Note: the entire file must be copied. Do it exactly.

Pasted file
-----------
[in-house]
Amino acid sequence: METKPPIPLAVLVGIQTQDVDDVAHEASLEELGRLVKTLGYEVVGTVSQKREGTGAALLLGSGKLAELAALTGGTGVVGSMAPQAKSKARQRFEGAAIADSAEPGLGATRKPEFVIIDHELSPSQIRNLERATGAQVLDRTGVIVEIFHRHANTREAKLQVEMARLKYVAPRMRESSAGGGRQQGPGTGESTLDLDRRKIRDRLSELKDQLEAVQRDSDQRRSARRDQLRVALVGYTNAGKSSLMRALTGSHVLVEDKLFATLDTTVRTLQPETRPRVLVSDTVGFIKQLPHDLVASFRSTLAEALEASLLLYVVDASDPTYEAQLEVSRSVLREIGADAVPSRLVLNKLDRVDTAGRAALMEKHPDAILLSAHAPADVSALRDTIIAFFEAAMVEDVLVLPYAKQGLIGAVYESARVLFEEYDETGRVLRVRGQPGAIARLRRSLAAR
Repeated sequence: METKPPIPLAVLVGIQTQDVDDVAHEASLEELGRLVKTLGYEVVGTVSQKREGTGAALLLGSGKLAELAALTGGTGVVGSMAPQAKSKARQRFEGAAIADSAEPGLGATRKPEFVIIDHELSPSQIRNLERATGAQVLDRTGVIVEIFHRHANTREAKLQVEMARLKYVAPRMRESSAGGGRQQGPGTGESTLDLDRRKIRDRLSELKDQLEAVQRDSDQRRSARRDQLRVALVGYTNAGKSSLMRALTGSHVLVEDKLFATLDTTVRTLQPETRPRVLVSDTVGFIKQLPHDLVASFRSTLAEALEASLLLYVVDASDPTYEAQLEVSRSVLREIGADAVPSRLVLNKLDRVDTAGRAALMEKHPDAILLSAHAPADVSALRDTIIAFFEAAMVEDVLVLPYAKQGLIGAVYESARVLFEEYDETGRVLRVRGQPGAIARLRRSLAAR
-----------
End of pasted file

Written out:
[in-house]
Amino acid sequence: METKPPIPLAVLVGIQTQDVDDVAHEASLEELGRLVKTLGYEVVGTVSQKREGTGAALLLGSGKLAELAALTGGTGVVGSMAPQAKSKARQRFEGAAIADSAEPGLGATRKPEFVIIDHELSPSQIRNLERATGAQVLDRTGVIVEIFHRHANTREAKLQVEMARLKYVAPRMRESSAGGGRQQGPGTGESTLDLDRRKIRDRLSELKDQLEAVQRDSDQRRSARRDQLRVALVGYTNAGKSSLMRALTGSHVLVEDKLFATLDTTVRTLQPETRPRVLVSDTVGFIKQLPHDLVASFRSTLAEALEASLLLYVVDASDPTYEAQLEVSRSVLREIGADAVPSRLVLNKLDRVDTAGRAALMEKHPDAILLSAHAPADVSALRDTIIAFFEAAMVEDVLVLPYAKQGLIGAVYESARVLFEEYDETGRVLRVRGQPGAIARLRRSLAAR
Repeated sequence: METKPPIPLAVLVGIQTQDVDDVAHEASLEELGRLVKTLGYEVVGTVSQKREGTGAALLLGSGKLAELAALTGGTGVVGSMAPQAKSKARQRFEGAAIADSAEPGLGATRKPEFVIIDHELSPSQIRNLERATGAQVLDRTGVIVEIFHRHANTREAKLQVEMARLKYVAPRMRESSAGGGRQQGPGTGESTLDLDRRKIRDRLSELKDQLEAVQRDSDQRRSARRDQLRVALVGYTNAGKSSLMRALTGSHVLVEDKLFATLDTTVRTLQPETRPRVLVSDTVGFIKQLPHDLVASFRSTLAEALEASLLLYVVDASDPTYEAQLEVSRSVLREIGADAVPSRLVLNKLDRVDTAGRAALMEKHPDAILLSAHAPADVSALRDTIIAFFEAAMVEDVLVLPYAKQGLIGAVYESARVLFEEYDETGRVLRVRGQPGAIARLRRSLAAR